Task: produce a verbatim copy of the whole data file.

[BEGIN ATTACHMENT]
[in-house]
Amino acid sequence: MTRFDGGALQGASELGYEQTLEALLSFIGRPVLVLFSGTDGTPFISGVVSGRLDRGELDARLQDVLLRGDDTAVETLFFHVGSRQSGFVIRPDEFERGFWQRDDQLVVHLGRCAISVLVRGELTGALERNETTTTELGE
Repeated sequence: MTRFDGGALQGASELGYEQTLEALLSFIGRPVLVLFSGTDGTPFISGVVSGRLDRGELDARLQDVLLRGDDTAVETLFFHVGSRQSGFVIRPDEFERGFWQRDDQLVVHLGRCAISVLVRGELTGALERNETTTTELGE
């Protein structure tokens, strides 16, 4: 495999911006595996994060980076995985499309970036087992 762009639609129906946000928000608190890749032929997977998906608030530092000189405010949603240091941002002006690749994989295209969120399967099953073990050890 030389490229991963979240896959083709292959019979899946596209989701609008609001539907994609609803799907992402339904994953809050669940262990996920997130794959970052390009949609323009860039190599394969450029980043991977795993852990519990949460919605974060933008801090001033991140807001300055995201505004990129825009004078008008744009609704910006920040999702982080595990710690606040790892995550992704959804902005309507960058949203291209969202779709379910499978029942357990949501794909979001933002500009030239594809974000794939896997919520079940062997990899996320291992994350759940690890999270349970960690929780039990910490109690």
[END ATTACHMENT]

[in-house]
Amino acid sequence: MTRFDGGALQGASELGYEQTLEALLSFIGRPVLVLFSGTDGTPFISGVVSGRLDRGELDARLQDVLLRGDDTAVETLFFHVGSRQSGFVIRPDEFERGFWQRDDQLVVHLGRCAISVLVRGELTGALERNETTTTELGE
Repeated sequence: MTRFDGGALQGASELGYEQTLEALLSFIGRPVLVLFSGTDGTPFISGVVSGRLDRGELDARLQDVLLRGDDTAVETLFFHVGSRQSGFVIRPDEFERGFWQRDDQLVVHLGRCAISVLVRGELTGALERNETTTTELGE
């Protein structure tokens, strides 16, 4: 495999911006595996994060980076995985499309970036087992 762009639609129906946000928000608190890749032929997977998906608030530092000189405010949603240091941002002006690749994989295209969120399967099953073990050890 030389490229991963979240896959083709292959019979899946596209989701609008609001539907994609609803799907992402339904994953809050669940262990996920997130794959970052390009949609323009860039190599394969450029980043991977795993852990519990949460919605974060933008801090001033991140807001300055995201505004990129825009004078008008744009609704910006920040999702982080595990710690606040790892995550992704959804902005309507960058949203291209969202779709379910499978029942357990949501794909979001933002500009030239594809974000794939896997919520079940062997990899996320291992994350759940690890999270349970960690929780039990910490109690």